When you see the Southern Cross for the first time
You understand now why you came this way
‘Cause the truth you might be runnin’ from is so small
But it’s as big as the promise, the promise of a coming day . . .

Think about how many times I have fallen
Spirits are using me, larger voices callin’
What heaven brought you and me cannot be forgotten . . .
Who knows love can endure
And you know it will . . .

Stills, R. Curtis, and M. Curtis

Since Memorial Day, my wife Janet and I have had a continuing conversation how we’ve battled racism and discrimination, even contempt from family members and acquaintances, all our adult, professional lives for our working in urban schools, caring for the kids and families we taught and connected with over the years, seeing the inequities and injustices and knowing like Oskar Schindler, “[We] could have done more.”

My days teaching literature, especially those works that highlighted conflict and tension and man’s inhumanity to his fellow man, all against the classroom backdrop made up of students from a world of poverty and racial tension, has made me more sensitive to the plight of the marginalized and the failure of the Church (particularly the white Church) to address social justice issues and to demonstrate true spiritual compassion. My father always said the creeping socialism of FDR was the fault of the Church failing to do true mission work and care for those in need.

Psalm 82: 3 – 5a (NIV)

3 Defend the weak and the fatherless;
uphold the cause of the poor and the oppressed.
4 Rescue the weak and the needy;
deliver them from the hand of the wicked.

5 “The ‘gods’ know nothing, they understand nothing.
They walk about in darkness . . .

My first introduction to segregation and the civil rights movement came in the spring of 1961 when I accompanied my parents to Memphis for the first time, but the harsh reality hit truly home in July of that same year when we actually moved here. The eye-opener for me came, when stopping in Decatur, Alabama, I drank out of a water fountain with the word “COLORED” stenciled on its side. The reaction from the locals was immediate and harsh, and my cultural and social “re-education” began, and was, at times, a struggle and conflict with the Southern status quo. At some point, all enriched by my older sister’s marriage to a guy from Louisiana and then mine to Janet, whose mother’s side came from Kosciusko, McAdams, and Durant, Mississippi (and still live in Attala and Holmes Counties). It’s a long story, one that I won’t belabor now, needless to say, but a story comprised of a series of “defining moments” from elementary school to the present that shaped my worldview and philosophy of education.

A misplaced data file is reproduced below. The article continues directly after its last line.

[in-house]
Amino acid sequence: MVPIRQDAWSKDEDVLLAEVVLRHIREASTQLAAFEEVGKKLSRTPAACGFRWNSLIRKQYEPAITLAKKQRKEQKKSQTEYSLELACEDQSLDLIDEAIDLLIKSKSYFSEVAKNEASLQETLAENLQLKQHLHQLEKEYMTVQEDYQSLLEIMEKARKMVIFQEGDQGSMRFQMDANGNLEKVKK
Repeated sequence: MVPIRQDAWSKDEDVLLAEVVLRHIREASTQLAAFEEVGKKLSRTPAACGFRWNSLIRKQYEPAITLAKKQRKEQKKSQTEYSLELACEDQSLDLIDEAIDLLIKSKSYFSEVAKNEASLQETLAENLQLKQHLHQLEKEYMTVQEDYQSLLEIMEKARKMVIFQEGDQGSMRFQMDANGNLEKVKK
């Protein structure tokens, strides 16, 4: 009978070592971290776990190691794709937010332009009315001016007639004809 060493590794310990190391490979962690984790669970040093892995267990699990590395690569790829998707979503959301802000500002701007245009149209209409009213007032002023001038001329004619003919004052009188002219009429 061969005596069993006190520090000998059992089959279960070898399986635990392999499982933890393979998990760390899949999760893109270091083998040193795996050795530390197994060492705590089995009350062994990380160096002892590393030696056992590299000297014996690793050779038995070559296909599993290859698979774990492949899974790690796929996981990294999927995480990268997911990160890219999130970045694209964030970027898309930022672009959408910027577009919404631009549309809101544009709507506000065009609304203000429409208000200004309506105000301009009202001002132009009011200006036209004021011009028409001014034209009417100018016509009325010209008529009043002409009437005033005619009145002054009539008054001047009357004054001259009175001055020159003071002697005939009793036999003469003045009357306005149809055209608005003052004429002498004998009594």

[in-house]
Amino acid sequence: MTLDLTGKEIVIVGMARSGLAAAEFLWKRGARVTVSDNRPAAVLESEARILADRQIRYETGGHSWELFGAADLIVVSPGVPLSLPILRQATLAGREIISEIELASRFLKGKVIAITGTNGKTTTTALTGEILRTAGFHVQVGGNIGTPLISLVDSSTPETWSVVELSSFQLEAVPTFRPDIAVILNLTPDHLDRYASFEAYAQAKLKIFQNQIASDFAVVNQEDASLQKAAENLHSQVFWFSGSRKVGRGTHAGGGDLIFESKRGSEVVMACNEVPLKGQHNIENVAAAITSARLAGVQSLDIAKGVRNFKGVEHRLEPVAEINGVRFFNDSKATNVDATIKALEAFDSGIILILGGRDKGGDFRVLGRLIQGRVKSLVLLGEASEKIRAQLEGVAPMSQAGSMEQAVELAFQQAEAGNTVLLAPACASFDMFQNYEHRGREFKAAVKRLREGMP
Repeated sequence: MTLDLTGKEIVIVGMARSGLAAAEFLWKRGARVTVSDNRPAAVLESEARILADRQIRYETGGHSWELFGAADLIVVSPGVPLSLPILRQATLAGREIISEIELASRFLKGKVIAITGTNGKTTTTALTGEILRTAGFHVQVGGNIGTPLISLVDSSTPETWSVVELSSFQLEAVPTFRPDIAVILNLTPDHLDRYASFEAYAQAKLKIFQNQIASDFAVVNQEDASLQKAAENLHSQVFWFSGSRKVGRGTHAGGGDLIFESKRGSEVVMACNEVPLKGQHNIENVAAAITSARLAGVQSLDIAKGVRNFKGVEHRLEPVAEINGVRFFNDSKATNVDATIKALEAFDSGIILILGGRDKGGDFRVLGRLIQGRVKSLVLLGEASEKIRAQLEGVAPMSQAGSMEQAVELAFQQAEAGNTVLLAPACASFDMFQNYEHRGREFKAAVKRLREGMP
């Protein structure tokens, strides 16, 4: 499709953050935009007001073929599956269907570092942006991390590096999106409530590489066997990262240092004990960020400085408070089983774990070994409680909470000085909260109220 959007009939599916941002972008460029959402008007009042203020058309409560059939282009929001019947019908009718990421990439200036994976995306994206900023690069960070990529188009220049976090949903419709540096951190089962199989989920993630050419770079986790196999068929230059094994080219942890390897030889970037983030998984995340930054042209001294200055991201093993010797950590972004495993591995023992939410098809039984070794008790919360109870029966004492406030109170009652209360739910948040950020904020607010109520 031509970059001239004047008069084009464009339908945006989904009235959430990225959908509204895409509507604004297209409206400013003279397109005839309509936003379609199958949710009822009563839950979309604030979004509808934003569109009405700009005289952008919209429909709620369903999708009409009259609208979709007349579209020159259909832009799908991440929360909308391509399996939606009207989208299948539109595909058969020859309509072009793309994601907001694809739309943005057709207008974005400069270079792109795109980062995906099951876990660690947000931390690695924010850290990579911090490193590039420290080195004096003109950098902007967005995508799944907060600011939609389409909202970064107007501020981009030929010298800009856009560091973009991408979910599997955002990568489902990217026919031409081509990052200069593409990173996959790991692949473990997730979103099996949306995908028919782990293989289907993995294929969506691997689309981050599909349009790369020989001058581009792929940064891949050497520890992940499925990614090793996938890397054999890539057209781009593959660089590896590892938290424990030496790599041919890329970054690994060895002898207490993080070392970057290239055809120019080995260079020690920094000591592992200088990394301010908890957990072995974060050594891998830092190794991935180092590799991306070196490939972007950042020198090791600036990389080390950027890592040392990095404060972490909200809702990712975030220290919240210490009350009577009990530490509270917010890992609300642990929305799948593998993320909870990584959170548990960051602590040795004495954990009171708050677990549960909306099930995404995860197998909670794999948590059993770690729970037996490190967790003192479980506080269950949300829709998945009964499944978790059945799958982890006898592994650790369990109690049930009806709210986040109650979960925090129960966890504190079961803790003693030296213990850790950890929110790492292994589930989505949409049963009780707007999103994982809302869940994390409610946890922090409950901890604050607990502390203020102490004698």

All this as preface to say this: in addressing the current racial/political climate, to me, there are two key considerations to be addressed immediately when asked “What do we* do now?” (*We is certainly all of us, but especially the governmental power structure, especially at the local and state levels.)

And those two considerations are public education and healthcare. I think there is a legal, moral, ethical, and spiritual (Gospel, missional, Kingdom) responsibility to provide the public with the necessary tools to live, and it seems to me knowledge and physical health are basic human needs (and are central to the fundamental civil rights of life, liberty, happiness).

For a number of years I taught “School Finance” in the graduate school of education at CBU to prospective school administrators. Two guiding principles in funding schools are equity and adequacy – equitable resources across the district, the county, the state; and adequate funding to insure all children have those equitable resources. Sadly, we have failed in our responsibilities to make certain all children have such access.

Luke 4: 18 – 19 (MSG)

God’s Spirit is on me;
he’s chosen me to preach the Message of good news to the poor,
Sent me to announce pardon to prisoners and
recovery of sight to the blind,
To set the burdened and battered free,
to announce, “This is God’s year to act!”

It is my feeling the road to narrowing the gap begins with taking care of our most vulnerable: our children and our elderly – and this starts with a resolve to make certain all children have access to adequate, equitable resources and highly qualified teachers across the board and that same kind of access to proper healthcare for everyone, young and old alike, that maintains standards of appropriate physical and mental health.

Micah 6: 8 (CEV)

8 The Lord God has told us
what is right
and what he demands:
“See that justice is done,
let mercy be your first concern,
and humbly obey your God.”

In his collection of sermons, Strength to Love, Martin Luther King, Jr. noted, “Darkness cannot drive out darkness; only light can do that. Hate cannot drive out hate, only love can do that.” Love can endure; it will endure. Ultimately, this is the Gospel message and Kingdom work found in Psalms, in Micah, in Luke, and in Matthew. It is a message of hope and love and compassion and action. This is what we’re called to do!

Matthew 6: 33a (CEV)

33 But more than anything else, put God’s work first and do what he wants.

The Southern Cross

. . . When the mariner, sailing over tropic seas, looks for relief from his weary watch, he turns his eyes toward the Southern Cross, burning luridly above the tempest-vexed ocean. As the midnight approaches, the Southern Cross begins to bend, the whirling worlds change their places, and with starry finger-points the Almighty marks the passage of time upon the dial of the universe, and though no bell may beat the glad tidings, the lookout knows that the midnight is passing and that relief and rest are close at hand. Let the people everywhere take heart of hope, for the cross is bending, the midnight is passing, and joy cometh with the morning . . .Eugene V. Debs (1918)

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